Buyer beware!

Conclusion: integrated suites make security (and business) sense

According to experts quoted in security publication CSO Online, 2016 is the year of advanced cyber attacks, insider threats, ransomware, “cloud wars” - and a huge shortage of in-house cyber talent that security partners will have to help their customers to fill!

Against the backdrop of this surging demand, the notion that partners can profitably supply and effectively manage individual point solutions to simultaneously address such a vast (and growing!) expanse of ever more sophisticated threat sources doesn’t stand up to reasoned analysis.

There seems to be only one sensible way forward for partners in the security channel, and Forrester once again nails it when it writes: “Integrating the security management and analysis within each layer is crucial when protecting against advanced or targeted attacks.”

The day is surely coming when there simply won’t be much point in point solutions.

Cloud App SecurityOffice 365, Google Drive, Sharepoint: businesses love them, but we ask if security vendors do enough to help partners address their known vulnerabilities – profitably!

In a recent post, we looked at the known security limitations of cloud-delivered applications like Office 365, Google Drive, Sharepoint, and others.

As we pointed out, identifying security weaknesses in these platforms and providing cloud app customers with solutions to them can prove profitable, according to industry commentators – but are security vendors even addressing this space in the first place, let alone in a way that enables vendors to make viable margins out of it?

Cloud application security: how big is the pie?

The first point we need to make here is that the potential market for these kind of security solutions is big and growing. Since 2011, as this Worldwide Cloud Applications Market Forecast 2015 – 2019 shows, the Cloud applications market has more than doubled, and now accounts for 20% of the overall enterprise applications space.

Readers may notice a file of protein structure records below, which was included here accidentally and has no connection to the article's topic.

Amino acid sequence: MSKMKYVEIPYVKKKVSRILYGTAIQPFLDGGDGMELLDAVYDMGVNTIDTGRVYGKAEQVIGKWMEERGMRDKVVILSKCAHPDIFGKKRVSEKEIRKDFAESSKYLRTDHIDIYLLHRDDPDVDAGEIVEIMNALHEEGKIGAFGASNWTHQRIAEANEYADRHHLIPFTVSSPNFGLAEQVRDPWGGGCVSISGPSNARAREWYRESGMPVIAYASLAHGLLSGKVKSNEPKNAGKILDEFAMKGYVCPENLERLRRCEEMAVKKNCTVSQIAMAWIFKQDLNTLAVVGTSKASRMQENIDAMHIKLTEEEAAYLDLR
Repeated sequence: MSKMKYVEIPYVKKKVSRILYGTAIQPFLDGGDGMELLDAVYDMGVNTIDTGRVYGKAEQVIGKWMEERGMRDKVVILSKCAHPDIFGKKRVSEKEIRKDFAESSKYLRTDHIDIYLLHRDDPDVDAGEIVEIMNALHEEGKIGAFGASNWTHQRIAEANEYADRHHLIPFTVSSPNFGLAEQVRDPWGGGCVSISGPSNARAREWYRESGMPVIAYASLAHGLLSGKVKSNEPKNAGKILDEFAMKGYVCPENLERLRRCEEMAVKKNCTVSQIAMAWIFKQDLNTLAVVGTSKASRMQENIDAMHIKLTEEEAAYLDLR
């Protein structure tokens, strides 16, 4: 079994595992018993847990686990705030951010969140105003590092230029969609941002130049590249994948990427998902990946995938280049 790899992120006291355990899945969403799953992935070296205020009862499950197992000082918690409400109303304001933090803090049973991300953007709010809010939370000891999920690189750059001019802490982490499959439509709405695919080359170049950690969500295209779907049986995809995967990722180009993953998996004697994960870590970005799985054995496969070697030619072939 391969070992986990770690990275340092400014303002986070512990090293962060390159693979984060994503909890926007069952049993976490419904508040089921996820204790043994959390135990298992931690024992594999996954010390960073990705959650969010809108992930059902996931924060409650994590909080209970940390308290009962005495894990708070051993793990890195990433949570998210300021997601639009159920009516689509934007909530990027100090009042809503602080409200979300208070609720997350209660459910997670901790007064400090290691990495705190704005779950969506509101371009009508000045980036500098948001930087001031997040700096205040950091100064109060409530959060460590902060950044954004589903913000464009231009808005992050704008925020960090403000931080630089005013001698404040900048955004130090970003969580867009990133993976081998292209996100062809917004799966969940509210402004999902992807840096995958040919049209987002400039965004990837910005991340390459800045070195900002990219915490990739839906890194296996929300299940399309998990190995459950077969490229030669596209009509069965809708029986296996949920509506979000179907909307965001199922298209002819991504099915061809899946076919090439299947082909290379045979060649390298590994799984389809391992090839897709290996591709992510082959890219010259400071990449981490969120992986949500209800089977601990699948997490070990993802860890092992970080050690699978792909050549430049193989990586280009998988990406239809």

By 2019, Cloud applications subscription revenues could make up 35% of the total addressable market opportunity.

Captured amongst all that, of course, are the very applications businesses most want MSPs and other partners to provide – hosted email, file sharing, collaboration, and so on.

And these are the very applications that, whilst delivered in a secure manner, are not fully able to secure the content that passes through them, making them vulnerable to risks like advanced and hidden malware, ransomware, phishing attacks, leaking of sensitive data, file sharing on unauthorised devices, and remote user network breaches.

In short, there’s plenty of pie available – and cloud application security is potentially the utensil that enables MSPs and other partners to carve themselves a sizeable slice of it!

Delivering security for cloud apps: how hard can it be?

But the second point we have to consider is that cloud applications need security that is built expressly for cloud computing conditions – and existing security techniques fall down badly in this respect, resulting in few solutions that are fit for purpose.

Just take a look at traditional web monitoring, for example – it funnels traffic out of the cloud and into a separate service, adding significant latency that negatively impacts both performance and capacity.

Only if pre-cloud approaches are consigned to the dustbin, and direct cloud-to-cloud API integration is offered in its stead, can vendors play strongly in this space, and partners reap the benefits.

In this scenario, a literally instant cloud app security deployment is possible, requiring nothing more than the submission of administrator credentials for the apps in question.

Bundling, licensing, pricing – can partners make money out of cloud app security?

Quite apart from the fact that very few vendors are actually active in the cloud app security space in any serious way, my third point is as much to do with the partner model as it is with the scarcity of those offerings.

Even if solutions were plentiful, reselling them in a subscription or perpetual licensing model produces the same challenges that any other reseller in any other IT market encounters – high upfront subscription costs, unpredictable income, lack of flexibility to scale services up and down (and missing out on the additional revenue that such upscaling generates).

The risks of this approach are well documented - but then if so few vendors are in this space in the first place, how many of them do we think are in a position to offer the potentially more profitable MSP alternative?